Skip Ribbon Commands
Skip to main content
 
Health Issues
Text Size

Headaches: When to Call the Pediatrician

Headaches: When to Call the Pediatrician Headaches: When to Call the Pediatrician

By: Namrata Patel, MD & Steven Leber, MD, PhD, FAAP

"My head hurts." Across the U.S., parents hear this complaint from their children and teenagers at a rate so frequent that it can be hard to know whether it is, in fact, a painful headache (or just an excuse to stay home from school). Head pain in babies and children too young to tell you their head hurts are often fussier, crankier, and unable sleep.

While most headaches are harmless and go away within a few hours, recurrent headaches of any type can cause school problems, behavioral problems, and/or depression. In this article, learn when to involve your pediatrician. It's important to know when headaches may be a symptom of something more serious.  

Home Care for Children's Headaches

Anyone who has ever had a mild, occasional headache knows rest and relaxation is often the best treatment. Other things like ice packs, warm shower or baths, naps in a dark room, and head and neck massage may also help.

Use Caution with Over-the-Counter Pain Medicine

Don't be tempted to turn to over-the-counter pain medication every time your child complains of head pain. If you do, be sure to always read the label for any medication to determine the right dose based on your child's weight.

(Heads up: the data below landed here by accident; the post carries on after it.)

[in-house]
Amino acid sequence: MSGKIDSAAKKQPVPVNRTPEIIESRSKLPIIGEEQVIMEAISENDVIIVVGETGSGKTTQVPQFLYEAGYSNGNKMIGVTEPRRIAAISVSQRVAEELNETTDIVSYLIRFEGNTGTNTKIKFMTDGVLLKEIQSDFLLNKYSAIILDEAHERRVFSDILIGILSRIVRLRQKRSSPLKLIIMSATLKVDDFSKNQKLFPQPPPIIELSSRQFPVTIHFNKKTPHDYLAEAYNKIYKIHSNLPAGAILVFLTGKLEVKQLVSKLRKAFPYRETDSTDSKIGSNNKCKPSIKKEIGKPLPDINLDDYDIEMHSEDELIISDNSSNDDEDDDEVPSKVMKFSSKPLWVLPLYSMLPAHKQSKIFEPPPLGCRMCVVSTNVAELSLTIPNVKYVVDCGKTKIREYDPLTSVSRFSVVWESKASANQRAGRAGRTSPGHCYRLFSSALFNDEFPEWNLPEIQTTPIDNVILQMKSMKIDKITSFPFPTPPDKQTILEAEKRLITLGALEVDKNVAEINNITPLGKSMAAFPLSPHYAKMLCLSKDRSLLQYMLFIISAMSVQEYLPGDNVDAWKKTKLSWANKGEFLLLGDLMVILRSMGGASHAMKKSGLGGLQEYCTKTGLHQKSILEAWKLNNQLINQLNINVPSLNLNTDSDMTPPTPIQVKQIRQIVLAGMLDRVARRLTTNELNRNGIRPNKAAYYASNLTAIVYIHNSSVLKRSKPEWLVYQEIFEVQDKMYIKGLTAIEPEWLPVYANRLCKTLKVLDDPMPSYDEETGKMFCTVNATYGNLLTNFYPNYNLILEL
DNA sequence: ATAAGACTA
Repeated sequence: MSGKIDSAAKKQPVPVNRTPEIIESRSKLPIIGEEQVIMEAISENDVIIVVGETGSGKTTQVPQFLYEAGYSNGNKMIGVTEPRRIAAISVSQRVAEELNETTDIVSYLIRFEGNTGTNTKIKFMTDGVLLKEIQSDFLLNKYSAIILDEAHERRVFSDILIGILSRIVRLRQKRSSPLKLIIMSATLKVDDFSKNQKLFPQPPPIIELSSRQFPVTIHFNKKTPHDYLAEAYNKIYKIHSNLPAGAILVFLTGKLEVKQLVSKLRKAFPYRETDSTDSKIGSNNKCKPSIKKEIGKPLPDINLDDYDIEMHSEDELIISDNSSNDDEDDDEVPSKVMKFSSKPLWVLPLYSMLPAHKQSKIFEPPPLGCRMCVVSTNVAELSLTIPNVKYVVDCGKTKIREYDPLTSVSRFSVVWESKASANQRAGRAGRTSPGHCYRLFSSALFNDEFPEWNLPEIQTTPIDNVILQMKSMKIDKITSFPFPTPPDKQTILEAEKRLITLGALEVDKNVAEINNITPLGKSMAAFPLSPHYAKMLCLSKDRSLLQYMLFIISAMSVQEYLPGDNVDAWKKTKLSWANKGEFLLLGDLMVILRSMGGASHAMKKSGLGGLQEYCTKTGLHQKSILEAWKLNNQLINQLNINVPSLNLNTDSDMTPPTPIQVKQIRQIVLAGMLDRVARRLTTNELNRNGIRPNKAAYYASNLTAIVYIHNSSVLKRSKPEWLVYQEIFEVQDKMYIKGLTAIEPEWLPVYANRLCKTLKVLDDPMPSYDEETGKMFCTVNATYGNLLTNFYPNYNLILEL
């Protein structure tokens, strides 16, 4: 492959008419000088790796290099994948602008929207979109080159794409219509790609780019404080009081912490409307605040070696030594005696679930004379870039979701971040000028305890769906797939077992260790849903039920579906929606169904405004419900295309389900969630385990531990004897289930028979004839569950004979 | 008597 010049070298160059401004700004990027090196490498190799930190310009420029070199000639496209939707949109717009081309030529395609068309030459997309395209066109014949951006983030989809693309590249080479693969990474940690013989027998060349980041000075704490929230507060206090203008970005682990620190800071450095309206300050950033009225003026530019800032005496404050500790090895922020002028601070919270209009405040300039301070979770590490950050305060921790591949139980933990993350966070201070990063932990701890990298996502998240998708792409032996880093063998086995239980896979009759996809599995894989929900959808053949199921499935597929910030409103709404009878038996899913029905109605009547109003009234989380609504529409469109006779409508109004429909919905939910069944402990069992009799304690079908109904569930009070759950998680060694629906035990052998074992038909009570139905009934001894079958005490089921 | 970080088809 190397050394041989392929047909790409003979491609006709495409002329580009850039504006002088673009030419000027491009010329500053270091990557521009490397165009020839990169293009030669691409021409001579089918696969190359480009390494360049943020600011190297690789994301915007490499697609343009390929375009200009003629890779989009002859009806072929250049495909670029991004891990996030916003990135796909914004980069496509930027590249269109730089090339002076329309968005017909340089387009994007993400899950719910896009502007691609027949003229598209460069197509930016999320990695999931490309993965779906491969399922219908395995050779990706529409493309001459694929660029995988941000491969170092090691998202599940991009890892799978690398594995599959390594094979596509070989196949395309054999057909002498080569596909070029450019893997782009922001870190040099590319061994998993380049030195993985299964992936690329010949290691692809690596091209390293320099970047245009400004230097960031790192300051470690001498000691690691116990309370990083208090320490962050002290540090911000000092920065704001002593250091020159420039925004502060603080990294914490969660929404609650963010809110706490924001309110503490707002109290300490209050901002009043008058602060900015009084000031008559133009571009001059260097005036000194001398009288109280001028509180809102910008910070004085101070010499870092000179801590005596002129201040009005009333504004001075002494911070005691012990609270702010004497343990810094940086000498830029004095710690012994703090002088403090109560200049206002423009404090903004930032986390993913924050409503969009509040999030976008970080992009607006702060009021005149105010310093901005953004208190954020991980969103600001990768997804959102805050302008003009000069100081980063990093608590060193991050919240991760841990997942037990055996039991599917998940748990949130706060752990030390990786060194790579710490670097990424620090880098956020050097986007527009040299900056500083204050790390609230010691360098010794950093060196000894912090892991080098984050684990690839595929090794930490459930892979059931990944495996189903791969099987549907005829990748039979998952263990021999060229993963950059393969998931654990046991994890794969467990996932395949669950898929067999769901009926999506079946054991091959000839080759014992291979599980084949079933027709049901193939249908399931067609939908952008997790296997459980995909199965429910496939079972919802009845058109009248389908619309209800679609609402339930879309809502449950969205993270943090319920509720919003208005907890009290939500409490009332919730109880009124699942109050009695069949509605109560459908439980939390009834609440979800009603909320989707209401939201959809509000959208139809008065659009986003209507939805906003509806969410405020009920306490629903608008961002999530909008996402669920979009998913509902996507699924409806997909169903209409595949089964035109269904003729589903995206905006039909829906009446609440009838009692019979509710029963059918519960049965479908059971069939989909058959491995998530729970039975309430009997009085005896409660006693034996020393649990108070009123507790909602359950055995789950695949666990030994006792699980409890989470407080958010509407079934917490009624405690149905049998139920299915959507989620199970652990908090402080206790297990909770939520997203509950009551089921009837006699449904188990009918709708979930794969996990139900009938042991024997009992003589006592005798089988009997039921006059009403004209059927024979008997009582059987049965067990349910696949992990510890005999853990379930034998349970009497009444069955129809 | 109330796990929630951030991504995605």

• Acetaminophen (Tylenol): You can give your child one dose to help reduce headache. Do not exceed the maximum dosage and frequency for children, 22-33 milligrams per pound within a 4-hour period.

  • Ibuprofen (Motrin/Advil): If acetaminophen does not initially work, you can also give one dose of ibuprofen. Do not exceed the maximum dosage and frequency for children, 13-22 milligrams per pound within a 12-hour period.

  • Keep track of how often you are giving these medications. If you are using more than 3 doses total per week, consult your pediatrician to determine if other medication is required.

  • Using more than three doses per week can also lead to medication overuse headaches (also known as analgesic rebound headaches). Children and teenagers can get these types of headaches from taking pain medicine too often, and therefore, being dependent on the medication. The over-the-counter medications no longer work to reduce pain, and the headaches become more frequent and more painful! Not good.

Keep a Headache Diary

There are a number of types of headaches, as well as potential causes. So, it can be helpful to see if a pattern develops. There are many different apps and online tools available to help you and/or your child. Your pediatrician will use this information to determine the best course of treatment.

What to include in a headache diary?

  • Date and time of headache

  • How long did the headache last?

  • What symptoms did your child experience?

  • What helped relieve the pain?

  • What made the pain worse?

  • Did anything specific happen that day (a test coming up in school, infectious symptoms, eating a certain food, trouble sleeping, etc.)?

Common Types of Headaches:

Each type of headache may be treated differently. A detailed history and physical exam help your pediatrician figure out what kind of headache your child has. Based on your child's diagnosis, your pediatrician will create a plan with you on how to best relieve your child's pain.

 

Common symptoms: Call pediatrician if your child has: Seek emergency care if your child has:

Tension headaches

  • Mild or moderate headache

  • Typically develops during the middle of the day